I recently read two articles that should be mandatory reading for those about to retire, or in the early years of retirement.
The first article, “Doctors: Is Retirement Overrated?” by Shelly Reese tells about a 63 year old retired doctor Dr. Doug Segan who now teaches part time. He said, “I bought into the cultural mantra that it’s this promised land where you do what you like and it’s going to be a beautiful experience.” He goes on to explain, “But I found out things in retirement that I don’t know about myself. I found out that I like having some structure and I missed giving advice. I missed having a purpose”.
Dr. Segan is no different from the majority of retirees who don’t give a lot (if any) thought about what’s going to happen the day after they shut the door on their productive life. All they can think about is that they are tired of the daily grind and look forward to living the fantasy life they’ve created in their mind. They are totally unaware that the clash with reality can be traumatic.
The other article, “Why Every Retiree Should Have a Job” (Silver Sneakers newsletter) lists reasons why retirees should have a job and offers suggestions for potential work opportunities.
Both articles beg for the question: Why are healthy older people expected to stop what they have been doing most of their adult life and suddenly transition, unprepared (often, financially) into a fantasy world that exists only in their mind?
The answer? Institutionalized retirement and the leisure oriented culture that has developed along with it over the years.
It is impressed upon every worker that it’s important to be financially prepared for retirement, and indeed, it is absolutely necessary. But who is advising workers that they need to prepare for how they will realistically live with their savings? The voices suggesting retirement lifestyle preparation long before retirement are seldom heard.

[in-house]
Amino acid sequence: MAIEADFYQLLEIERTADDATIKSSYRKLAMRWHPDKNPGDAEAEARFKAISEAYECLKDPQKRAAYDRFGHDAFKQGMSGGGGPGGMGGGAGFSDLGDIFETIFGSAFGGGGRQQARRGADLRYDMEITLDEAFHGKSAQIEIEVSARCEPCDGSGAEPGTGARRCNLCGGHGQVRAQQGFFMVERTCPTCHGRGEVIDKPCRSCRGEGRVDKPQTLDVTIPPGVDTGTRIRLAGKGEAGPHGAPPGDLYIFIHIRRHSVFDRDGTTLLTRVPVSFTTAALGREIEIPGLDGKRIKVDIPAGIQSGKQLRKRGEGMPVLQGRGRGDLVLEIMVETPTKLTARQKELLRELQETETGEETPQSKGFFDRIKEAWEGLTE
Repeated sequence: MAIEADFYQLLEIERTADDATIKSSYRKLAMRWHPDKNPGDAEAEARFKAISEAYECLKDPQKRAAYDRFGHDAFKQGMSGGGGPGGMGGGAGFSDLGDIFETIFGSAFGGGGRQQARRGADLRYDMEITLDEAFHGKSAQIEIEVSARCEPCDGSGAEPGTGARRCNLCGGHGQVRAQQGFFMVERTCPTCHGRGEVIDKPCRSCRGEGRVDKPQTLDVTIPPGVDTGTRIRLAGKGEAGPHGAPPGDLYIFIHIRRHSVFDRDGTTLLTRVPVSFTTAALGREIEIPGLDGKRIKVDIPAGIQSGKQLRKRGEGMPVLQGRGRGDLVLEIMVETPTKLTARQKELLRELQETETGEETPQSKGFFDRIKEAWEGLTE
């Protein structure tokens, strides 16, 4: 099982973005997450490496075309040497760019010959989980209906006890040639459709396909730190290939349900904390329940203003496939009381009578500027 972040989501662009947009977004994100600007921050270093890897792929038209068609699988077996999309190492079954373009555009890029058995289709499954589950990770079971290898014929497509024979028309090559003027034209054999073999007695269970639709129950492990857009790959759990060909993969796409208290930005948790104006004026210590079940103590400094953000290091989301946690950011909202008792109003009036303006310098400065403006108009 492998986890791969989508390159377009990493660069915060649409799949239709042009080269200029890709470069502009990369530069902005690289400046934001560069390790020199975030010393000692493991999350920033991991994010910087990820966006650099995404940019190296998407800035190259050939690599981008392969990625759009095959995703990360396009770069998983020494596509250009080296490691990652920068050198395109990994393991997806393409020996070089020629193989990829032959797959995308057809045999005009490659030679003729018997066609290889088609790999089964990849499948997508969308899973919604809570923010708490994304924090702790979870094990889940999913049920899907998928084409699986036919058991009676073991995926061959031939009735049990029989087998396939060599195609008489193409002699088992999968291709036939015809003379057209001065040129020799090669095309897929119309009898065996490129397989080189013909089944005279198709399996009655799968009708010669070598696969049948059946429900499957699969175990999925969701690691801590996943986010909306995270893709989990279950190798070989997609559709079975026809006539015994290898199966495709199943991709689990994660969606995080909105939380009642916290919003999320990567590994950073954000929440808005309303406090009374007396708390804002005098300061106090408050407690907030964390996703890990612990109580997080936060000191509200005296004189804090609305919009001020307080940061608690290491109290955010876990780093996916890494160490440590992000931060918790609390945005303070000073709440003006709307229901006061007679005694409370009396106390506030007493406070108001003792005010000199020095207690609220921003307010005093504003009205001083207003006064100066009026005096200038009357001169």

The retirement lure is enhanced by the reality that “retirement” has become very, very big business. Everything from retirement communities that often become warehouses for old people, to provision of everything a retiree could need or want to live a leisure oriented lifestyle make it enticing. That’s pretty powerful stuff!
Unplanned retirement years can be deadly. The mind and body turn to mush unless challenged with a lifestyle that has purpose.
The “retirement machine” is difficult to buck, and everyone who cares about their mental and physical health must plan for the lifestyle they want to live in their golden years. Plans have a way of going awry, but so what? What matters is having a workable plan and even a “plan B” to at least try to make certain the post retirement years are the happiest and most fulfilling years possible. The last thing anyone needs is to be so lost in retirement leisure that the most interesting thing to do every day is to peek out of the window (behind a curtain) to watch what a neighbor is doing (and then report him or her if it appears community rules are not followed to the letter.)
There are golden, fulfilling opportunities in the retirement years. But no one is going to hand them to you. You have to prepare, think ahead, and then, barring life’s foul balls, do what you set out to do when the time comes. You don’t have to mentally and physically decline prematurely. You have a lot of accumulated wisdom and smarts — make them work for you, in spite of a culture that relentlessly encourages you to do what everyone else does.
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